SOMETIMES I WORRY THAT I'M A HOARDER.
My husband and I are experts at moving. Since the start of our relationship, we've moved a total of 7 times and we've only been together for about 5 years. This past year we moved 3 times including a cross country trip from Massachusetts to Texas. Now I wish I could say we've settled down, but I wouldn't be able to say it with a straight face. HAH! Not even close! We're living out a year with my brother and this most recent move proved yet again that we have a crapload of stuff. Both my husband and I love antiques and quality built furniture and we buy the stuff with the intention of lasting a lifetime. This and the fact that I watch the show "Hoarders," makes me worry that we're hoarding. But my husband has assured me we don't (without any explanation or defense). For some reason that made me immediately feel better. He says we aren't so we aren't. Whew!
THE FIRST PIECE OF FURNITURE I REFURBISHED. IT WAS A GOOD START BUT MAN I'M A MORON SOMETIMES.
You'd think we'd have learned by now not to purchase anything new until we've settled down, but we just can't live that way. When I don't have a place to nest, I buy permanent pieces to surround us in our temporary home. So the new piece I had to purchase was a bedside table. We've never had bedside tables and suddenly I felt I couldn't breathe, think, or function until I had the perfect bedside table. Quickly we decided we didn't want to have matching tables. Different ones would give our bedroom more character! So we went troving the antique stores in Old Town Spring and I found this wonderful white distressed tobacco cabinet.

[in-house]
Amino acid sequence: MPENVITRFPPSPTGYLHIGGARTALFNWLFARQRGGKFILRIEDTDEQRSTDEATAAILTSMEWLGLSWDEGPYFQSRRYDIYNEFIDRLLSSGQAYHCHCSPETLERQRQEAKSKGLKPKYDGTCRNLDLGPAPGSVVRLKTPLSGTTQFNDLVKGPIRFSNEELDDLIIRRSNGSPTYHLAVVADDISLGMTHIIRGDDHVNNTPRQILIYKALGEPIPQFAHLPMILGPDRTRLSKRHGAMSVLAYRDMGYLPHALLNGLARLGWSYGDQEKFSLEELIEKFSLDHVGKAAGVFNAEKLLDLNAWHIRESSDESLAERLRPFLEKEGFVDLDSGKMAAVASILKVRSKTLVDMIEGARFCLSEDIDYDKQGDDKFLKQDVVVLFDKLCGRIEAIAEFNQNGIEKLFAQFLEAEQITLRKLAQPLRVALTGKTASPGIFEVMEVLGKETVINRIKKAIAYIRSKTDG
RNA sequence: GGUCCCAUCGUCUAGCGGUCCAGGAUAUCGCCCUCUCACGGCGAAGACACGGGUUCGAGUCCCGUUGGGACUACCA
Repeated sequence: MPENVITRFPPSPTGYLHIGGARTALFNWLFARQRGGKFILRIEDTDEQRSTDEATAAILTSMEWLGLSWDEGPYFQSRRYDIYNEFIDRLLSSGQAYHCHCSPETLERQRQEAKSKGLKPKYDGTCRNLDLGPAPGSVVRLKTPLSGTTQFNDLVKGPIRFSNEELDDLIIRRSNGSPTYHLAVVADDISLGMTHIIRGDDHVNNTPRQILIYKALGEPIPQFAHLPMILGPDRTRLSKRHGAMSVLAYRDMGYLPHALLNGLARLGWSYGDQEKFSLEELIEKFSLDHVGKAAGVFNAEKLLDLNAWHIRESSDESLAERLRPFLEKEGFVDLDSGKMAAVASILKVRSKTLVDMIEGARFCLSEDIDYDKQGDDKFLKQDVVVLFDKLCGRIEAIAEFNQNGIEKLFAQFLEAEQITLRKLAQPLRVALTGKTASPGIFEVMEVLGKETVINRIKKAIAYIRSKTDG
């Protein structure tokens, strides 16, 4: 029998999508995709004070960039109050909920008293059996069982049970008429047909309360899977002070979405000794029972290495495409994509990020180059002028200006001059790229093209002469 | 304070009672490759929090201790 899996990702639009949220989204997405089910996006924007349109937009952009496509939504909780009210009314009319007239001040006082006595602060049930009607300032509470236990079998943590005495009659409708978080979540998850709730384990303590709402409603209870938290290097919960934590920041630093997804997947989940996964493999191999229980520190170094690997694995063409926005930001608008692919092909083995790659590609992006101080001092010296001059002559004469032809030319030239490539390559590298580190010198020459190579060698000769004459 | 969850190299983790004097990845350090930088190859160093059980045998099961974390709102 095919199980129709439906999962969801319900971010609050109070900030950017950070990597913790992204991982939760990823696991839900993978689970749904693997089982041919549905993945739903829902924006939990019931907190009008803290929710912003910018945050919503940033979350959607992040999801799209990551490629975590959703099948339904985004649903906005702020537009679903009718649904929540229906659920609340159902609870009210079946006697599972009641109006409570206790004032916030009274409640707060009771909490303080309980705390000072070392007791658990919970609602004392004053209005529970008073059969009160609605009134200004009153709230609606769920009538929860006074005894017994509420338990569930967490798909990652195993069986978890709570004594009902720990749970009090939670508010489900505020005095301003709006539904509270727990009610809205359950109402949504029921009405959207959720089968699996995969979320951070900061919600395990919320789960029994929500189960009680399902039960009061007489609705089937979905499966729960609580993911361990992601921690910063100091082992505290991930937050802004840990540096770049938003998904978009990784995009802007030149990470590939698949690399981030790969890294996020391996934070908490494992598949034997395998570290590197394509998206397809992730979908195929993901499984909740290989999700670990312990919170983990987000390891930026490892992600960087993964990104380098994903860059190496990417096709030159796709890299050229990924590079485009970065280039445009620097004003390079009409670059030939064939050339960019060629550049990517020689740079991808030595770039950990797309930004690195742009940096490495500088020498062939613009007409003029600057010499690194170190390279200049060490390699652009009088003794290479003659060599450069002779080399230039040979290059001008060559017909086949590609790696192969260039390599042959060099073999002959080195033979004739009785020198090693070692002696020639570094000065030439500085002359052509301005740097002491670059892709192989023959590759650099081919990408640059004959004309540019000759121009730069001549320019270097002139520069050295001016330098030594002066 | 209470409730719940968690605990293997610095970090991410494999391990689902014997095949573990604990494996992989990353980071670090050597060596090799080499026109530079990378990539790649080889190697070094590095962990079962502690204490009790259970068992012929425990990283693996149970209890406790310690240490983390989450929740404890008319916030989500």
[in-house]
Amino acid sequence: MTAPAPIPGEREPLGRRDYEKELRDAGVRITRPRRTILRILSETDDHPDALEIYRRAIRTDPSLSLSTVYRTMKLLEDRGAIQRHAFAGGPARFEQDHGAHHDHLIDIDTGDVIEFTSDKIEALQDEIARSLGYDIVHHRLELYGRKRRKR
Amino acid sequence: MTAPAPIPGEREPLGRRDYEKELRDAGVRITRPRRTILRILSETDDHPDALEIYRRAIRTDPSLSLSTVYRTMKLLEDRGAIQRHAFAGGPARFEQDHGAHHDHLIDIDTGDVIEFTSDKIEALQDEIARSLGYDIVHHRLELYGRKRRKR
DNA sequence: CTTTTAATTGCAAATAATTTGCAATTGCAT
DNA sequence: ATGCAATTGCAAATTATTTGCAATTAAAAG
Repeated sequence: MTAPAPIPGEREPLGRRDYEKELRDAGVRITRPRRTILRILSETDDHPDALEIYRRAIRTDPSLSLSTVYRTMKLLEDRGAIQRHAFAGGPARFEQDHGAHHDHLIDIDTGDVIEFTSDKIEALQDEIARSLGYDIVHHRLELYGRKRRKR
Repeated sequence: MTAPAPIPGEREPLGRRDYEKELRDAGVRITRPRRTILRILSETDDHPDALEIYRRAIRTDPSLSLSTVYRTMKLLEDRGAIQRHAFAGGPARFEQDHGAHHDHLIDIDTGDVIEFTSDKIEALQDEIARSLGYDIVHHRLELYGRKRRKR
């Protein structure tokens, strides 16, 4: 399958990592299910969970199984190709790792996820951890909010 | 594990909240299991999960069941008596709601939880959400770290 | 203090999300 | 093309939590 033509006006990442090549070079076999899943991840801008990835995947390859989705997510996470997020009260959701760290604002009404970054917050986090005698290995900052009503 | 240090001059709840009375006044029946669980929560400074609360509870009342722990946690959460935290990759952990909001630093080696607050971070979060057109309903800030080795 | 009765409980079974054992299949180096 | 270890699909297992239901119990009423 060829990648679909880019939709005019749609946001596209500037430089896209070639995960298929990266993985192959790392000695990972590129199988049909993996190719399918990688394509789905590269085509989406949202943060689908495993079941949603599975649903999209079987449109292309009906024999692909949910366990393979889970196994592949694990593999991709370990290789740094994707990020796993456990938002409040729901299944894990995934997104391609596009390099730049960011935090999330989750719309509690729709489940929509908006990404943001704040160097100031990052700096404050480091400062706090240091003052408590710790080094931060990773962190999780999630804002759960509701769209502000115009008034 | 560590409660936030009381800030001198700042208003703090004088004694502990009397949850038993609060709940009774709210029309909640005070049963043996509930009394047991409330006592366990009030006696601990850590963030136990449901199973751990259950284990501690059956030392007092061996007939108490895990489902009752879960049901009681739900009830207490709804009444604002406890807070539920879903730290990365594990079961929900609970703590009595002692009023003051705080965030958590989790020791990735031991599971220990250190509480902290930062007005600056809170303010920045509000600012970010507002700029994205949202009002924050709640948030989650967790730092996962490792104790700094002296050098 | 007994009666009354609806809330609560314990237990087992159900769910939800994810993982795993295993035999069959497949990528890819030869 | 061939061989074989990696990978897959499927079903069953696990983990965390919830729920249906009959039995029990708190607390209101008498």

It was sturdy, heavy, and in decent condition. It had such great detail on the door and legs and the inside was completely lined with tin.
WHERE I START DIGGING MYSELF INTO A DEEP DARK REFURBISHING HOLE.
I paid $80 for the cabinet which actually didn't seem so bad considering the first picture I took above wasn't what it looked like when I bought it. The cabinet was completely covered in white paint, but because the paint job wasn't great, I decided it would be a good opportunity to see what kind of what was underneath and whether I could strip the paint and make the wood gleam. That kind of idea is exactly what makes me a rookie! Look at the legs on that stand. Who the heck wants to strip the paint off of those? And I didn't look closely enough at the piece. The top of the cabinet is made up of 4 thin squares of wood. It has a one full piece of wood underneath that, but you couldn't tell through the white paint that the layer on top was not a piece of solid wood. Another thing I failed to notice was on one of the curves on the sides was patched with wood filler. So part of the curve wasn't even wood. Of COURSE I couldn't just strip the whole piece. The wood filler wouldn't look right unless I painted it. At this point I knew I had wasted my time sanding and now I had to live with the fact that I paid way too much for it!
So after wasting my time sanding the flat areas with a electric sander, the rounder knobby areas with a sanding attachment on a drill, and hand sanding the rest with my own brute strength...I gave up. Only 1/3 of the paint was gone. At this point I felt defeated and just wanted the piece to be done. So I decided to take a shortcut and paint it all white again even though there were still patches of paint here and there.